Benefit Satisfaction

This was a really interesting one, even though earlier we saw a 64% score in the handicap reduction question. Benefit satisfaction jumped from 18% to 93% in the comprehensive protocol group. This was based on satisfaction with the benefits of wearing hearing aids over not wearing them. When you realise that the numbers really outline where the two groups stand. In the minimal group only 18% feel that wearing a hearing aid is better than their living without. Thats pretty frightening, so lets say that again, 84% feel that going without a hearing aid would be just as good.

However when comprehensive protocols are followed 93% feel that wearing a hearing aid gives them benefit and satisfaction over not wearing one.

Would recommend provider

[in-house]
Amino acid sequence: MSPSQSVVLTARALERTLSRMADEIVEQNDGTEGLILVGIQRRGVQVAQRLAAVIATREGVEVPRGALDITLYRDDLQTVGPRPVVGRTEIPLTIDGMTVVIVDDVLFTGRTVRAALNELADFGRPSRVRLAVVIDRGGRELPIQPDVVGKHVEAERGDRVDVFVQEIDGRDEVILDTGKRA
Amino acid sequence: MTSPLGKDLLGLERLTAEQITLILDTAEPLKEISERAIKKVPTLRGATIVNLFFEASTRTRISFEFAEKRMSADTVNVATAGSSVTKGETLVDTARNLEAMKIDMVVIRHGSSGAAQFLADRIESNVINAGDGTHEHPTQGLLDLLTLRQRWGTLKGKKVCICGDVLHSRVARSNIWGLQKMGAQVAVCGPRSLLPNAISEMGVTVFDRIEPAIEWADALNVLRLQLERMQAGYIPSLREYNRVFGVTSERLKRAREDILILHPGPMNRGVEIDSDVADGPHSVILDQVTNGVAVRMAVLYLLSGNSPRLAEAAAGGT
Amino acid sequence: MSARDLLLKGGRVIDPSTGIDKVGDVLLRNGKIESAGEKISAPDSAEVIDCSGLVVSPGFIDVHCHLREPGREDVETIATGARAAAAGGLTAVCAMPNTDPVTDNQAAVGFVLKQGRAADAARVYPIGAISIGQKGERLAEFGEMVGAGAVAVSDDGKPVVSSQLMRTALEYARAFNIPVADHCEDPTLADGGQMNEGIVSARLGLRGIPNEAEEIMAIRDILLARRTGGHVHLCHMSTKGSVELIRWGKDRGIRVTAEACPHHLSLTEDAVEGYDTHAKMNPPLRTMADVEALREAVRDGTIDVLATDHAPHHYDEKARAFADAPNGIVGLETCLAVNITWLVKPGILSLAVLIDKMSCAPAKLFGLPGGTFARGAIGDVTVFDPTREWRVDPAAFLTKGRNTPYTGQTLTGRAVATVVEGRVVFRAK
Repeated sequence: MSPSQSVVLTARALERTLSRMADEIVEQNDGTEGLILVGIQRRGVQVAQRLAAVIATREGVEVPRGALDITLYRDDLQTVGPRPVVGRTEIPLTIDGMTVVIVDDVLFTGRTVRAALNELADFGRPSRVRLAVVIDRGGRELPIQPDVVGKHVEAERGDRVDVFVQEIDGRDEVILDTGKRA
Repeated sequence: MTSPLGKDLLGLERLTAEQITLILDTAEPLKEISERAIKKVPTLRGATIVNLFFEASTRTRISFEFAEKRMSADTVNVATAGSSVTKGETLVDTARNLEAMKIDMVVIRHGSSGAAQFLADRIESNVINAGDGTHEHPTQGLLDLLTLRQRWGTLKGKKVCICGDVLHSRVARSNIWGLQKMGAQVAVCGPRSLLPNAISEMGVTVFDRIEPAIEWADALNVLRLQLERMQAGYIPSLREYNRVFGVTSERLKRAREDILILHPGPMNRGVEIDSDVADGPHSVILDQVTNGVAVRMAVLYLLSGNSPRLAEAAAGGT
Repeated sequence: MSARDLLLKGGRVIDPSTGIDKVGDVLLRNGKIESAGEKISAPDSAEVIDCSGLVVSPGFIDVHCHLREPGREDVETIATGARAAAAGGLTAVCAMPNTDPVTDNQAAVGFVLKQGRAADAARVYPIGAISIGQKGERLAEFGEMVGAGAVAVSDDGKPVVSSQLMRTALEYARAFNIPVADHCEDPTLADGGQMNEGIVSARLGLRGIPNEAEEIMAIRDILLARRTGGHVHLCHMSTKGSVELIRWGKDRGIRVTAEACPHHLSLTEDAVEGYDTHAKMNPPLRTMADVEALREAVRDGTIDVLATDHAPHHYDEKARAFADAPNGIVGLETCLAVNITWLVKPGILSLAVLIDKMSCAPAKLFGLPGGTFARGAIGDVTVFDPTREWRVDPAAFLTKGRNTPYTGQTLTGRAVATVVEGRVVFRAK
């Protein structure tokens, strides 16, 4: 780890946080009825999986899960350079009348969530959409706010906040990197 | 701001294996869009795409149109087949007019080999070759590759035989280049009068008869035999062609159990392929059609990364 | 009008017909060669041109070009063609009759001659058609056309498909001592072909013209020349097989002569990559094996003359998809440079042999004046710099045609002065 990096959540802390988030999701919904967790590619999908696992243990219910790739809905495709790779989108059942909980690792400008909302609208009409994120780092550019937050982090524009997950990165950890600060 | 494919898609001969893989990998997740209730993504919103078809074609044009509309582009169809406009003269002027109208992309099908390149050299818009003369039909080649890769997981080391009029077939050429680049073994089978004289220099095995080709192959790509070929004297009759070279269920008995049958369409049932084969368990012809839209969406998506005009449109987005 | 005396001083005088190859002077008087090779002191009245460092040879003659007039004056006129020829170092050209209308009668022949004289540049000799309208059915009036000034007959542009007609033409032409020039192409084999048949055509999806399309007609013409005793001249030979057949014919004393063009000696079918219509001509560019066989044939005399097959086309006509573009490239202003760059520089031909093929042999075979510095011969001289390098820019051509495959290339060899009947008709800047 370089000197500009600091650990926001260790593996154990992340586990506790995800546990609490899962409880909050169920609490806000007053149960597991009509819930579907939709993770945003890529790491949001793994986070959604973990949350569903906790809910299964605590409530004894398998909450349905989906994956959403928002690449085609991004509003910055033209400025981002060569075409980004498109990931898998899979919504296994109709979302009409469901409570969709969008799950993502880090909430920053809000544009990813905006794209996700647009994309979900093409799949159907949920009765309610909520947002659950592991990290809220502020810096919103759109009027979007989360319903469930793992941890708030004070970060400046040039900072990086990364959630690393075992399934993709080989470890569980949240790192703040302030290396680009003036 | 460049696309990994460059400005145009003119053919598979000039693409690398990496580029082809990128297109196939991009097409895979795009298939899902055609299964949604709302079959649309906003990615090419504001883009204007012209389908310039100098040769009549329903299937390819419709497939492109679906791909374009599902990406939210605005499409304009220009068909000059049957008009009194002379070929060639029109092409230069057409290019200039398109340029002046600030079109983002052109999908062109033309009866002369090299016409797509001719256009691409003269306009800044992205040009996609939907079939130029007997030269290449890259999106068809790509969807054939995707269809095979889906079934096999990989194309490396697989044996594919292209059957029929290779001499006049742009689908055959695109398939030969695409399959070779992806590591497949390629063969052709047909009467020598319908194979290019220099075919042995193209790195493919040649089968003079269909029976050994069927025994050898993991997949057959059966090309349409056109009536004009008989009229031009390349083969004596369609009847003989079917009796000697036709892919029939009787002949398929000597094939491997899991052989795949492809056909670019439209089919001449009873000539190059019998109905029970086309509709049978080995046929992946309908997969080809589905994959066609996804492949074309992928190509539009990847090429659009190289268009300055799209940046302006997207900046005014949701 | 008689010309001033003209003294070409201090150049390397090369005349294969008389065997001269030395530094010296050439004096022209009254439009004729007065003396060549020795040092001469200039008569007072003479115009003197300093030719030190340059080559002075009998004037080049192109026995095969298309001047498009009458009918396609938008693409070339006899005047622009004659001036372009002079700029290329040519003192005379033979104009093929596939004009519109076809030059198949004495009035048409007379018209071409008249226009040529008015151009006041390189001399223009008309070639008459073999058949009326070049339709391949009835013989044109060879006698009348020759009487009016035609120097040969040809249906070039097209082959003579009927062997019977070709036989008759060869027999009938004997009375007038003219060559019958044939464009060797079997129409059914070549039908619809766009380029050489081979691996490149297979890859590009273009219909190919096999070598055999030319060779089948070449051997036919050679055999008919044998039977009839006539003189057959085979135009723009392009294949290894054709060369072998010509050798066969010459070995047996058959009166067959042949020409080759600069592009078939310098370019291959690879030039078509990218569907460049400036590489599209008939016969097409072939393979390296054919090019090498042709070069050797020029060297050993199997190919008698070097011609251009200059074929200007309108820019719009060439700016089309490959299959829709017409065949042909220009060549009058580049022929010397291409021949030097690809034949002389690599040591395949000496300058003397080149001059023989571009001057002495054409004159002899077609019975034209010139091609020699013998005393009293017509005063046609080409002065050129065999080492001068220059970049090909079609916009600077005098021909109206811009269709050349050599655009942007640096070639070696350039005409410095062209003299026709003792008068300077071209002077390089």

This people is the magic number for us, the percentage jumped from 29% to 96% who would recommend their provider. Imagine if 96% of your Patients were recommending you to other people. What do you think that would do to your bottom line?

Multi Environment Satisfaction

The groups were asked  to choose from 19 listening situations which were important to them and where they satisfied or very satisfied. The very satisfied group jumped from 18% to 85% when comprehensive protocols were used.

Would purchase brand again

Patients were asked if they would consider repurchasing the same brand of hearing instruments again. The number again shot up from 18% to 84% in the comprehensive group.

The figures are pretty clear cut, they are the best argument yet for the use of current audiological practices in your Practice. As we have seen in my last post, Independent Hearing Healthcare Service Levels, AQP providers will and are changing the expectations of our Patients. You can not afford to ignore best Practice and judging by the study introduction of best practice to your Practice will dramatically affect your bottom line. Securing, consolidating and growing your business into the future.

Regards

Geoff  

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About Geoffrey Cooling